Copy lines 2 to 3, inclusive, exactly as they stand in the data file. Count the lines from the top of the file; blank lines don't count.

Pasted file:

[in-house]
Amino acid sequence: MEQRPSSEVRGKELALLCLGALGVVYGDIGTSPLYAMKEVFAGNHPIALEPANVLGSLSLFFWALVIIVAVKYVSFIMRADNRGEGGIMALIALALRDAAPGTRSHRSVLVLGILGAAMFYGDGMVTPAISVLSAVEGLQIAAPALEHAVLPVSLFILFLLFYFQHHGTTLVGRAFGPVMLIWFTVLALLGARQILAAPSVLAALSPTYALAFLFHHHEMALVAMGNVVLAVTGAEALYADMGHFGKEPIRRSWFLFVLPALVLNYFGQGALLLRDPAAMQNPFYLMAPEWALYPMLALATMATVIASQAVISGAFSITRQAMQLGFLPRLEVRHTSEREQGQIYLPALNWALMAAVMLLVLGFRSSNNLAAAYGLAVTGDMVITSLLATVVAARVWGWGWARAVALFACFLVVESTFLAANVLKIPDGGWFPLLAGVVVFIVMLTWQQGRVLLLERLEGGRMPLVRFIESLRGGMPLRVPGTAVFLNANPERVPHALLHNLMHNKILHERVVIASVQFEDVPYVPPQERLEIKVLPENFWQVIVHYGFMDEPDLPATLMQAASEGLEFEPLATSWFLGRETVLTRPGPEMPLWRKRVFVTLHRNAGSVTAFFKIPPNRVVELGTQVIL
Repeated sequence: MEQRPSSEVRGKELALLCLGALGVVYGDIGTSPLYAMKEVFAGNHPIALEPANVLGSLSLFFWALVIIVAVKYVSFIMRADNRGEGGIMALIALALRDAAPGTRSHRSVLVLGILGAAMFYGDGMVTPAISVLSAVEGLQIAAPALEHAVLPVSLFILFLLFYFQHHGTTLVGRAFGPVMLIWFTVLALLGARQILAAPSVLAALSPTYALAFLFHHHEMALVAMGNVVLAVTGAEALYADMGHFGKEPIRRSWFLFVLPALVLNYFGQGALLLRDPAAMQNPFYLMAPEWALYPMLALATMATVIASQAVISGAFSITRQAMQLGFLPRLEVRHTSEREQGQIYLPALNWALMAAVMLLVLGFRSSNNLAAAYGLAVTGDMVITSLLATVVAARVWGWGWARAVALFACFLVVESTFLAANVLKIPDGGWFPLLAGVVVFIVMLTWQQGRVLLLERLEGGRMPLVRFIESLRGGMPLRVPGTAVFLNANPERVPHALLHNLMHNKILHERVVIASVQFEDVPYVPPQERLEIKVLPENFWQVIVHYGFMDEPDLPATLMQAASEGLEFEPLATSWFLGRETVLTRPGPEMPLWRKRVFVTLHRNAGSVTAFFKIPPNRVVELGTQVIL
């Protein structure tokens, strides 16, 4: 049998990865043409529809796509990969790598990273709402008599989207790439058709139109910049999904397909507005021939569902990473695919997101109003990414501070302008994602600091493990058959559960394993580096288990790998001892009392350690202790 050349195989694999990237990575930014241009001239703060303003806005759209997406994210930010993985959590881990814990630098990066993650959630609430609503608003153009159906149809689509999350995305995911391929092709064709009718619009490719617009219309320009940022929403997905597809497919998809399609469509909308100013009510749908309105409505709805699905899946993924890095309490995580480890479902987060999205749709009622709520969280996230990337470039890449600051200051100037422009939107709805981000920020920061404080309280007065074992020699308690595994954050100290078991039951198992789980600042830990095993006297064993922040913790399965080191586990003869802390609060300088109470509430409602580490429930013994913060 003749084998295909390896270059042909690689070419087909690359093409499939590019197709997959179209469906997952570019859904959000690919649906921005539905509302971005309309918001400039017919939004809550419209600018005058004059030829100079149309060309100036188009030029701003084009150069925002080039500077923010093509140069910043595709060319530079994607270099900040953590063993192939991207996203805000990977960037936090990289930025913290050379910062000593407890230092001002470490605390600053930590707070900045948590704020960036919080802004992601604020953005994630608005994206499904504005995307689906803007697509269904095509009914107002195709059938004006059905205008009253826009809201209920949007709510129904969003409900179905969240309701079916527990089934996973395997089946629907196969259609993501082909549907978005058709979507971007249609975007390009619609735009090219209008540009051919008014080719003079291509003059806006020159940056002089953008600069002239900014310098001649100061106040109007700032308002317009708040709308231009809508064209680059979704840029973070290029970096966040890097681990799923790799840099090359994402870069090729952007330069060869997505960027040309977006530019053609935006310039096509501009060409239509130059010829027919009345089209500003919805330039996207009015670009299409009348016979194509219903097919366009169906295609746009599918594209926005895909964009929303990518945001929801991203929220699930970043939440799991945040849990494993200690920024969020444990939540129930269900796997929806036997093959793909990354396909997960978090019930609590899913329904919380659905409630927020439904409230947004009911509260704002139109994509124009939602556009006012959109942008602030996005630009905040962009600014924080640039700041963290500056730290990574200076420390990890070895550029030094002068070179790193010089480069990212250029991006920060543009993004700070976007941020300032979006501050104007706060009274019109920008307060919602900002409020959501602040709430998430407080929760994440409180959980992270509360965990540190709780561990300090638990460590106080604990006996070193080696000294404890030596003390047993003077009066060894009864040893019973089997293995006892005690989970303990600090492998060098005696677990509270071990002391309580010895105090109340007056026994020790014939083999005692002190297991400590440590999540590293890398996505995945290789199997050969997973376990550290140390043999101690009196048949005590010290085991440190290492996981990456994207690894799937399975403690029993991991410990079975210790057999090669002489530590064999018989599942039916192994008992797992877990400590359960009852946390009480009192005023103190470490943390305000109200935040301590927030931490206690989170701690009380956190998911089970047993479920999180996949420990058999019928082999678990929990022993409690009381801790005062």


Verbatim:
Amino acid sequence: MEQRPSSEVRGKELALLCLGALGVVYGDIGTSPLYAMKEVFAGNHPIALEPANVLGSLSLFFWALVIIVAVKYVSFIMRADNRGEGGIMALIALALRDAAPGTRSHRSVLVLGILGAAMFYGDGMVTPAISVLSAVEGLQIAAPALEHAVLPVSLFILFLLFYFQHHGTTLVGRAFGPVMLIWFTVLALLGARQILAAPSVLAALSPTYALAFLFHHHEMALVAMGNVVLAVTGAEALYADMGHFGKEPIRRSWFLFVLPALVLNYFGQGALLLRDPAAMQNPFYLMAPEWALYPMLALATMATVIASQAVISGAFSITRQAMQLGFLPRLEVRHTSEREQGQIYLPALNWALMAAVMLLVLGFRSSNNLAAAYGLAVTGDMVITSLLATVVAARVWGWGWARAVALFACFLVVESTFLAANVLKIPDGGWFPLLAGVVVFIVMLTWQQGRVLLLERLEGGRMPLVRFIESLRGGMPLRVPGTAVFLNANPERVPHALLHNLMHNKILHERVVIASVQFEDVPYVPPQERLEIKVLPENFWQVIVHYGFMDEPDLPATLMQAASEGLEFEPLATSWFLGRETVLTRPGPEMPLWRKRVFVTLHRNAGSVTAFFKIPPNRVVELGTQVIL
Repeated sequence: MEQRPSSEVRGKELALLCLGALGVVYGDIGTSPLYAMKEVFAGNHPIALEPANVLGSLSLFFWALVIIVAVKYVSFIMRADNRGEGGIMALIALALRDAAPGTRSHRSVLVLGILGAAMFYGDGMVTPAISVLSAVEGLQIAAPALEHAVLPVSLFILFLLFYFQHHGTTLVGRAFGPVMLIWFTVLALLGARQILAAPSVLAALSPTYALAFLFHHHEMALVAMGNVVLAVTGAEALYADMGHFGKEPIRRSWFLFVLPALVLNYFGQGALLLRDPAAMQNPFYLMAPEWALYPMLALATMATVIASQAVISGAFSITRQAMQLGFLPRLEVRHTSEREQGQIYLPALNWALMAAVMLLVLGFRSSNNLAAAYGLAVTGDMVITSLLATVVAARVWGWGWARAVALFACFLVVESTFLAANVLKIPDGGWFPLLAGVVVFIVMLTWQQGRVLLLERLEGGRMPLVRFIESLRGGMPLRVPGTAVFLNANPERVPHALLHNLMHNKILHERVVIASVQFEDVPYVPPQERLEIKVLPENFWQVIVHYGFMDEPDLPATLMQAASEGLEFEPLATSWFLGRETVLTRPGPEMPLWRKRVFVTLHRNAGSVTAFFKIPPNRVVELGTQVIL